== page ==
The Silent Success of Customs Unions
40 Pages Posted: 4 Sep 2014 Last revised: 20 Mar 2017
Date Written: February 1, 2016
Membership in customs unions (CU) has proliferated in past decades; globally, 81 countries are now part of a CU. Much of this growth has been driven by countries upgrading their links from a free trade agreement (FTA) to CU. At the same time, the rapid formation of new FTAs among countries that had no prior agreement in place has largely overshadowed this growth, making CUs the silent success of regional integration. Using the canonical regionalism model, augmented to allow for political bias towards firm interests, we investigate the endogenous choice of trade agreement. We show that CUs are the most politically viable trade agreement, since they are rent-creating. But CU is also consistent with member social welfare maximization: as long as trade with the rest of the world does not cease entirely, a CU leads to higher social welfare than either FTA or no agreement. These gains come at the expense of third-country welfare. If past trends continue, one can expect more FTAs to be upgraded to CU with associated adverse consequences for outsiders.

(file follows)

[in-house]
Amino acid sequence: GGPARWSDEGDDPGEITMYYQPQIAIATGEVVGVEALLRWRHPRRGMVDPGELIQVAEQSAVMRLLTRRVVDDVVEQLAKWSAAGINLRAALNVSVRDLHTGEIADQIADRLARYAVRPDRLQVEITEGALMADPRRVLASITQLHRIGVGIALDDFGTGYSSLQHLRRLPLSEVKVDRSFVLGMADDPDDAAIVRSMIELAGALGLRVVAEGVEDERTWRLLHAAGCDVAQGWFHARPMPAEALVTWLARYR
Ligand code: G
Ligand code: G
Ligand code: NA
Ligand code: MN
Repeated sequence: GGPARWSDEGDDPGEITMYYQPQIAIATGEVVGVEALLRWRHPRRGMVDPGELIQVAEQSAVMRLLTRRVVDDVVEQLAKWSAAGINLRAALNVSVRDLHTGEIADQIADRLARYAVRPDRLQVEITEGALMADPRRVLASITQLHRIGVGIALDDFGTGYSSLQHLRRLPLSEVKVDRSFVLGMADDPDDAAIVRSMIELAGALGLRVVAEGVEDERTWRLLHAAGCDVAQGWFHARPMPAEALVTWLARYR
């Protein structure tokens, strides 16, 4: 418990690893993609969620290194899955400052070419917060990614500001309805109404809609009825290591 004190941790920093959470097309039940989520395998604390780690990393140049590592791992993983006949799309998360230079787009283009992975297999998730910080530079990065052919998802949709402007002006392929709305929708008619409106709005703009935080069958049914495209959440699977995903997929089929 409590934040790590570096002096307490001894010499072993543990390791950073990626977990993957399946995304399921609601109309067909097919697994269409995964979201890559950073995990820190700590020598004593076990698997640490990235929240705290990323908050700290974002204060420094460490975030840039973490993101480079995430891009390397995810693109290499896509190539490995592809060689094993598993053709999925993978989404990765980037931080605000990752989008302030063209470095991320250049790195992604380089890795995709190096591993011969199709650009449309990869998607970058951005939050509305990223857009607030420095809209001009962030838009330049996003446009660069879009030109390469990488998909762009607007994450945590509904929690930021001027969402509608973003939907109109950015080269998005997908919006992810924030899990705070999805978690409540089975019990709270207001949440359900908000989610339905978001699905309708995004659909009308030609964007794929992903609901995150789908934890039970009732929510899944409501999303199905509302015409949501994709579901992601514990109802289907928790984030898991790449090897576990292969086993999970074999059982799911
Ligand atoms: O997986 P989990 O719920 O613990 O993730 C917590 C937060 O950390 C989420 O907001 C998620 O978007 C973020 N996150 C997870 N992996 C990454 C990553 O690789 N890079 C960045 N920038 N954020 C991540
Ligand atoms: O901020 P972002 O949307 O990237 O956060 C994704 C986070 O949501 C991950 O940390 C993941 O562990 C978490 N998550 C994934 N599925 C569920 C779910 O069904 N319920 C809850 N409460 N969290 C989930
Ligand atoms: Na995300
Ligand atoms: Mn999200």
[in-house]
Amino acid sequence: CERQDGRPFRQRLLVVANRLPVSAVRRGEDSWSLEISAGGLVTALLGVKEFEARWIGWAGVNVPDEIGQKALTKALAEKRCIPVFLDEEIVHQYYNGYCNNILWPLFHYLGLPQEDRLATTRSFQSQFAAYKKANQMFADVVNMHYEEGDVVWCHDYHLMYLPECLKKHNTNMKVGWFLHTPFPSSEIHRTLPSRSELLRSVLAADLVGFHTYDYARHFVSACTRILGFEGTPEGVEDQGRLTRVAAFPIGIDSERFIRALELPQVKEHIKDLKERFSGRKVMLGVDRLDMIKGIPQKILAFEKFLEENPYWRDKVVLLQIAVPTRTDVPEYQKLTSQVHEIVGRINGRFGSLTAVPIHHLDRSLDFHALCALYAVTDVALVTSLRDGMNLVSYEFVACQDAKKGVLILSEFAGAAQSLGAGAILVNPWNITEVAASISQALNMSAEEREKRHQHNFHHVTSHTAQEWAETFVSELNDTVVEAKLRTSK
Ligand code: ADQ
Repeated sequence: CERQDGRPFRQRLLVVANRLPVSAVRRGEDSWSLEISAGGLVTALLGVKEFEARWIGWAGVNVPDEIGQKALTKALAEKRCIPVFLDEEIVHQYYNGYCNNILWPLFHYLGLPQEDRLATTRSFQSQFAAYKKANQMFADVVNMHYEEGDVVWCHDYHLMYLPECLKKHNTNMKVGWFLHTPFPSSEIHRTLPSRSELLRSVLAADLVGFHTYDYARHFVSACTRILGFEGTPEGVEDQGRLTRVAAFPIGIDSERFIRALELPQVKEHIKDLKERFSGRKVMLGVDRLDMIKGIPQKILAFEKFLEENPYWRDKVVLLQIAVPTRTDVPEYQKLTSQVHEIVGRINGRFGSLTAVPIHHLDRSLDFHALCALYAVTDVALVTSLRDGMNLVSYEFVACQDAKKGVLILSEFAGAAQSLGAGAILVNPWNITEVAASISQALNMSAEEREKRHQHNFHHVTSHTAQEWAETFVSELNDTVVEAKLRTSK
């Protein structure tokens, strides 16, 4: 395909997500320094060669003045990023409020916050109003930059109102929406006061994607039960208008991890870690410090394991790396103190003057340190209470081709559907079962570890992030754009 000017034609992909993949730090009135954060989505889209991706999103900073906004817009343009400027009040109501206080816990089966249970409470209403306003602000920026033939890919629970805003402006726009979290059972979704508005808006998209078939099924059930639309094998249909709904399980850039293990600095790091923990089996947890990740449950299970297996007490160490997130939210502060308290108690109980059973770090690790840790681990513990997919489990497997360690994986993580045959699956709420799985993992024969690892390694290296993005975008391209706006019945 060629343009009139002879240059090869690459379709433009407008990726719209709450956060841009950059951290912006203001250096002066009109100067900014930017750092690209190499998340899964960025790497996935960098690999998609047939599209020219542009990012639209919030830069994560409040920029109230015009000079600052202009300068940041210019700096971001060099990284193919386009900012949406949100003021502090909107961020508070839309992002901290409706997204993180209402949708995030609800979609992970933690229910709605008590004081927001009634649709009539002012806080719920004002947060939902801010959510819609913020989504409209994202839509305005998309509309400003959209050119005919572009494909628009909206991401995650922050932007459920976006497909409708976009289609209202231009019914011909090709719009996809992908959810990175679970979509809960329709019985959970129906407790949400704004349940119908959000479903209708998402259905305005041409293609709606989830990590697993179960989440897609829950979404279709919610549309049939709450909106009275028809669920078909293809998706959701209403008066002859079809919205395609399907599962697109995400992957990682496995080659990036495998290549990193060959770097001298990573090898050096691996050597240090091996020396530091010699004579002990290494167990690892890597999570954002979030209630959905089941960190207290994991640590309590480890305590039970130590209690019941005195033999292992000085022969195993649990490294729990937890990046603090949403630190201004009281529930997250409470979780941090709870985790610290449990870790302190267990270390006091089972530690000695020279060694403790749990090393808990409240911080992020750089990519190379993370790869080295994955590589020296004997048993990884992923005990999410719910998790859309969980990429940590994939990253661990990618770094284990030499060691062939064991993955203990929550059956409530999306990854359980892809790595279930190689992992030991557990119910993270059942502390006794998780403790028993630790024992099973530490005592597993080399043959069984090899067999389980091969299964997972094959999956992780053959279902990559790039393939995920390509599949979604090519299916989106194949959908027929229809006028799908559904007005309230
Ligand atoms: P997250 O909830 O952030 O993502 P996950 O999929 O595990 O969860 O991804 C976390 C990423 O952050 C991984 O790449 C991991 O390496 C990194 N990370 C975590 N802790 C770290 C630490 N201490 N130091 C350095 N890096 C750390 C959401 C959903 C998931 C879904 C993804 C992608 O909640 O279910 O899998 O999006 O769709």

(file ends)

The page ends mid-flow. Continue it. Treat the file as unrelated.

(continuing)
Keywords: customs unions; political viability; member welfare
JEL Classification: F12, F13, F14
Suggested Citation: Suggested Citation